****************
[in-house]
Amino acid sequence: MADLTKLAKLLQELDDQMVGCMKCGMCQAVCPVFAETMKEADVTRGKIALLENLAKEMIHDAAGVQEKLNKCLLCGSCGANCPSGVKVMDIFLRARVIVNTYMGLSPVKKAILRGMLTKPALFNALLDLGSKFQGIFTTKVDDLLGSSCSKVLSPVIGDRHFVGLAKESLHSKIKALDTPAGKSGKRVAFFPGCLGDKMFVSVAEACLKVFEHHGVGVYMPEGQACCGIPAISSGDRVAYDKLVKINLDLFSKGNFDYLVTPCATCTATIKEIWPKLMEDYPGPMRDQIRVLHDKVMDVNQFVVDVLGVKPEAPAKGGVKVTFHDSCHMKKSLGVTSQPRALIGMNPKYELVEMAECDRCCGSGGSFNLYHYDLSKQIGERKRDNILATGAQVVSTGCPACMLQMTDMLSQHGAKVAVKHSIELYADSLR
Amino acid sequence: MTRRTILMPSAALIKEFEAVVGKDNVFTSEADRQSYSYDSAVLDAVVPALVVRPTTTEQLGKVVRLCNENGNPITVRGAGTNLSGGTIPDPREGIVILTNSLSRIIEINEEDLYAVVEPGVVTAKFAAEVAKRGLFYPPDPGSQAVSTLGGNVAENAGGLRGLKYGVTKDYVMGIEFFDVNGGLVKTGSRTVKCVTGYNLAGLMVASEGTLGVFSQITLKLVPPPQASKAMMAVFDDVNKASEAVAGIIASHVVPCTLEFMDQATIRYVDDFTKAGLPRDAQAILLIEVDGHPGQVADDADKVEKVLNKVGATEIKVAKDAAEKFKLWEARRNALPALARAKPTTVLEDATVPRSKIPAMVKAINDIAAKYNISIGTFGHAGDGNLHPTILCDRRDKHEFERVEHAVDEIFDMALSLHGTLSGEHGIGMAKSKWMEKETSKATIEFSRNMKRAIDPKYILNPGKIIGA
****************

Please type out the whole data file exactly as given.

[in-house]
Amino acid sequence: MADLTKLAKLLQELDDQMVGCMKCGMCQAVCPVFAETMKEADVTRGKIALLENLAKEMIHDAAGVQEKLNKCLLCGSCGANCPSGVKVMDIFLRARVIVNTYMGLSPVKKAILRGMLTKPALFNALLDLGSKFQGIFTTKVDDLLGSSCSKVLSPVIGDRHFVGLAKESLHSKIKALDTPAGKSGKRVAFFPGCLGDKMFVSVAEACLKVFEHHGVGVYMPEGQACCGIPAISSGDRVAYDKLVKINLDLFSKGNFDYLVTPCATCTATIKEIWPKLMEDYPGPMRDQIRVLHDKVMDVNQFVVDVLGVKPEAPAKGGVKVTFHDSCHMKKSLGVTSQPRALIGMNPKYELVEMAECDRCCGSGGSFNLYHYDLSKQIGERKRDNILATGAQVVSTGCPACMLQMTDMLSQHGAKVAVKHSIELYADSLR
Amino acid sequence: MTRRTILMPSAALIKEFEAVVGKDNVFTSEADRQSYSYDSAVLDAVVPALVVRPTTTEQLGKVVRLCNENGNPITVRGAGTNLSGGTIPDPREGIVILTNSLSRIIEINEEDLYAVVEPGVVTAKFAAEVAKRGLFYPPDPGSQAVSTLGGNVAENAGGLRGLKYGVTKDYVMGIEFFDVNGGLVKTGSRTVKCVTGYNLAGLMVASEGTLGVFSQITLKLVPPPQASKAMMAVFDDVNKASEAVAGIIASHVVPCTLEFMDQATIRYVDDFTKAGLPRDAQAILLIEVDGHPGQVADDADKVEKVLNKVGATEIKVAKDAAEKFKLWEARRNALPALARAKPTTVLEDATVPRSKIPAMVKAINDIAAKYNISIGTFGHAGDGNLHPTILCDRRDKHEFERVEHAVDEIFDMALSLHGTLSGEHGIGMAKSKWMEKETSKATIEFSRNMKRAIDPKYILNPGKIIGA